May 5, 2020 / 3:15 PM / 21 days ago

Trump to visit factory making masks after researchers double U.S. coronavirus death projection

WASHINGTON (Reuters) - President Donald Trump on Tuesday will travel far beyond the Washington area for the first time in weeks to visit Arizona, one of dozens of U.S. states that is partially lifting its shutdown of businesses to stem the coronavirus pandemic.

U.S. President Donald Trump Trump talks to reporters prior to boarding Air Force One as he departs Washington for travel to Arizona at Joint Base Andrews, Maryland, U.S., May 5, 2020. REUTERS/Tom Brenner

The Republican president is going to the Republican-led southwestern state a day after a new projection that COVID-19 deaths in the United States could reach about 135,000 by early August as social-distancing measures are relaxed, double the model’s previous forecast.

The novel coronavirus already is known to have infected almost 1.2 million people in the United States, including nearly 69,000 who have died from COVID-19, the respiratory illness it causes, according to a Reuters tally.

The U.S. death toll is the highest in the world.

Trump will visit a Honeywell International Inc aerospace facility in Phoenix that is making protective face masks. Before leaving the White House, Trump, who has declined to wear a mask despite White House guidelines urging people to do so, suggested he could this time.

“Everybody traveling has been tested,” Trump told reporters, adding that all those on the trip had been tested in the last hour. “If it’s a masked facility, I will” wear a mask, he added.

Vice President Mike Pence was criticized for not wearing a face mask when visiting patients at Minnesota’s Mayo Clinic last month, and he apologized for it during a television interview on Sunday.

Texas, Georgia and other southern states are leading the way in letting stay-at-home orders expire and gradually allowing people go about their business. But the early days of the opening in Texas showed many residents might want to stay home anyway.

“The cases of coronavirus aren’t really going down, so I suspect people aren’t comfortable going to malls or getting back to normal life,” David Tamayo said while sitting on a shaded bench with his girlfriend at The Domain mall in Austin, Texas.

Restaurants, retail stores and malls in Texas are now allowed to open at 25% capacity in most areas. Stores in rural counties with five or fewer cases can operate at 50%. A second phase is planned for May 18 if infection rates decline.

Texas officials have reported nearly 33,000 people infected and more than 900 deaths.

BATTLEGROUND STATE

Trump has remained at the White House for weeks during the coronavirus pandemic, only leaving this past weekend for Camp David in Thurmont, Maryland, about 70 miles (110 km) away.

When asked if Trump was making the visit to Arizona, a battleground state in the 2020 presidential election, in part to pressure the state to reopen more quickly, White House adviser Kellyanne Conway praised Republican Governor Doug Ducey and said the pace of reopening was the governor’s call.

Two weeks ago, hundreds of protesters gathered at the Arizona Capitol in Phoenix where they called for Ducey to reopen the state. Many of the protesters waved American flags and wore hats and shirts in support of Trump, who won the state in the 2016 presidential election.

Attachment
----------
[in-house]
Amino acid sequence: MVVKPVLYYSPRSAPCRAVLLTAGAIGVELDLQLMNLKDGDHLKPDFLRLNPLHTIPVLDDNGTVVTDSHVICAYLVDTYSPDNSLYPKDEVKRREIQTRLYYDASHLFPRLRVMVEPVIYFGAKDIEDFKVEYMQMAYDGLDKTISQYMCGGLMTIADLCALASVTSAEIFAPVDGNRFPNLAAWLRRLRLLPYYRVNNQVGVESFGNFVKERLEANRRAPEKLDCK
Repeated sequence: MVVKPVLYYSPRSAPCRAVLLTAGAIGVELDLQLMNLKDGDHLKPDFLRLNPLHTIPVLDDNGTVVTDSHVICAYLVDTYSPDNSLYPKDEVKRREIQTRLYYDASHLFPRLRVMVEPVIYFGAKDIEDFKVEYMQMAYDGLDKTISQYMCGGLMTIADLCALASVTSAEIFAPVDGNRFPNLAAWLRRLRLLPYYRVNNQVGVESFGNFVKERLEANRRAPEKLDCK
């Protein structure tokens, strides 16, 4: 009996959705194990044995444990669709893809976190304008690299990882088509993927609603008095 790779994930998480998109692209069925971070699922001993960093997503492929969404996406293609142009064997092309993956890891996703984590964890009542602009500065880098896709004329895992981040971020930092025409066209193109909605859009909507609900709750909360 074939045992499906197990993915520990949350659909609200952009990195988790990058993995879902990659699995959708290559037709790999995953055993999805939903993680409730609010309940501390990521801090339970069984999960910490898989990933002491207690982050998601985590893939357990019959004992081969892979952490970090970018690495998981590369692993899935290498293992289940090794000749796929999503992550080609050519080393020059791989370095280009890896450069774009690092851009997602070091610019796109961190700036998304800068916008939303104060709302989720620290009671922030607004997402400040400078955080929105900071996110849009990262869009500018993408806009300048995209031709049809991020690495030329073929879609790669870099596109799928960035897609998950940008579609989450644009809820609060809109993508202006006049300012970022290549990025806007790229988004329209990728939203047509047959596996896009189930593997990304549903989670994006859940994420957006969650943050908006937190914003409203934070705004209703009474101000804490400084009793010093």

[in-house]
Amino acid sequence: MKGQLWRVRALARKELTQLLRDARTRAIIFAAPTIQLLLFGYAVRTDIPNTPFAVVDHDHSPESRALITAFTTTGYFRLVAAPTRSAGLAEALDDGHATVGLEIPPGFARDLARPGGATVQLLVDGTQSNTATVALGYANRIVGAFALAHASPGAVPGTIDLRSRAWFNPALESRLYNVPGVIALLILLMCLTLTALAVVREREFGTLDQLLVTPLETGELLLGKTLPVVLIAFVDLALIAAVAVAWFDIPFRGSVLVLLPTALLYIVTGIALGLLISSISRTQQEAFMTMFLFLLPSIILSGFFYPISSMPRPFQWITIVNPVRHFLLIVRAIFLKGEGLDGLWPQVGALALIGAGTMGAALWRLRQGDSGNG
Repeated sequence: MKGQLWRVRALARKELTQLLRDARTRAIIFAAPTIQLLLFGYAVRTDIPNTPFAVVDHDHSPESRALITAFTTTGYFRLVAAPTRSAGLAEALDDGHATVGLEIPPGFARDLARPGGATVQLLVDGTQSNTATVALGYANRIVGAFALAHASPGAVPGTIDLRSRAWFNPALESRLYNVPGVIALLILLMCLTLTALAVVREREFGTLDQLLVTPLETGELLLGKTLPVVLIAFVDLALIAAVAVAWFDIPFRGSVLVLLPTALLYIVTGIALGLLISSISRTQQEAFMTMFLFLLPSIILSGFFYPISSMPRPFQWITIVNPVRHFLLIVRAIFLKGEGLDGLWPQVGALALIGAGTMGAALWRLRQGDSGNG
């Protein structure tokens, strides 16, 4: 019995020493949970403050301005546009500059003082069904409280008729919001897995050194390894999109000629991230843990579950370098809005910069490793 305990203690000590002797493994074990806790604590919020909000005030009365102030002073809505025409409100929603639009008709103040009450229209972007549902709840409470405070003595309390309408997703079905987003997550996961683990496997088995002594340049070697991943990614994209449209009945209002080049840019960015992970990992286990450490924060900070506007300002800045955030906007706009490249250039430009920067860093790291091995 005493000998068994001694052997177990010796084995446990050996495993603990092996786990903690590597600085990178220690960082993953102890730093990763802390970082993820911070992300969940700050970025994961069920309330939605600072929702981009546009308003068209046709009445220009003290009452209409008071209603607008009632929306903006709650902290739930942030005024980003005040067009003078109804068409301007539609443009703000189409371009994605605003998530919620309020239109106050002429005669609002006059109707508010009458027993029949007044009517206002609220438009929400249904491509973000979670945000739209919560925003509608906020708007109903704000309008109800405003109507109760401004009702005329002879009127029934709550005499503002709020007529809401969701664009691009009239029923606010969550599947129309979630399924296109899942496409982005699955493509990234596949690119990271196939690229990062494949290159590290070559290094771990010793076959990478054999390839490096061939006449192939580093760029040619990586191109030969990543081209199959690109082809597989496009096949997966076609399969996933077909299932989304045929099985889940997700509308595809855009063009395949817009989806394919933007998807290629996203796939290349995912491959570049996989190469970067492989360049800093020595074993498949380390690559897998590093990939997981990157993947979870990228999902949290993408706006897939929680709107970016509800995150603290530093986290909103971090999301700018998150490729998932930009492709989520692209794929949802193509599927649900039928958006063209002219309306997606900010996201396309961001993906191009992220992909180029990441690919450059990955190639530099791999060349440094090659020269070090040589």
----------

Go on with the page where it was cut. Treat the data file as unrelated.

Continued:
On Monday, researchers at the University of Washington’s Institute for Health Metrics and Evaluation (IHME) almost doubled its previous U.S. mortality model to nearly 135,000 from 72,400 on April 29.

The revision reflected “rising mobility in most U.S. states” with an easing of business closures and stay-at-home orders expected in 31 states by May 11, the institute said.

The institute’s predictive coronavirus model, periodically revised to account for changing circumstances and scientific insights surrounding the pandemic, has become a data point often cited by the White House and public health authorities.

The upward spike reflects increasing human interactions as more states, under pressure to ease business and social life, relax social-distancing requirements - the chief public health tool available to curb the spread of the virus for which there is no vaccine and no cure.

The revised projection coincided with disclosure of an internal Trump administration forecast predicting a surge in fatalities to 3,000 a day by the end of May, up from about 2,000 now in the Reuters tally.

In Arizona, Ducey issued an amended stay-at-home order last week allowing for retail businesses to begin curbside pick-up and in-person operations if they follow social distancing measures.

The state has had 8,919 confirmed cases and 362 deaths and ranks in the bottom half of all states in terms of cases and deaths per 100,000 people, according to Reuters data.

Trump was scheduled to meet with leaders of the Navajo Nation and other Native American groups while in Arizona.

Like African-Americans and Hispanics in the United States, Navajos are suffering a disproportionately high rate of coronavirus fatalities, twice the national per capita rate, according to Navajo Department of Health data.

The Navajo Nation has high rates of diabetes, heart disease and obesity - underlying conditions that increase risk of severe complications from COVID-19, according to the Centers for Disease Control and Prevention.

Reporting by Susan Heavey and Steve Holland in Washington, Nathan Layne in Connecticut, Brendan O'Brien in Chicago, Brad Brooks in Austin, Texas; writing by Grant McCool; editing by Frank McGurty and Howard Goller

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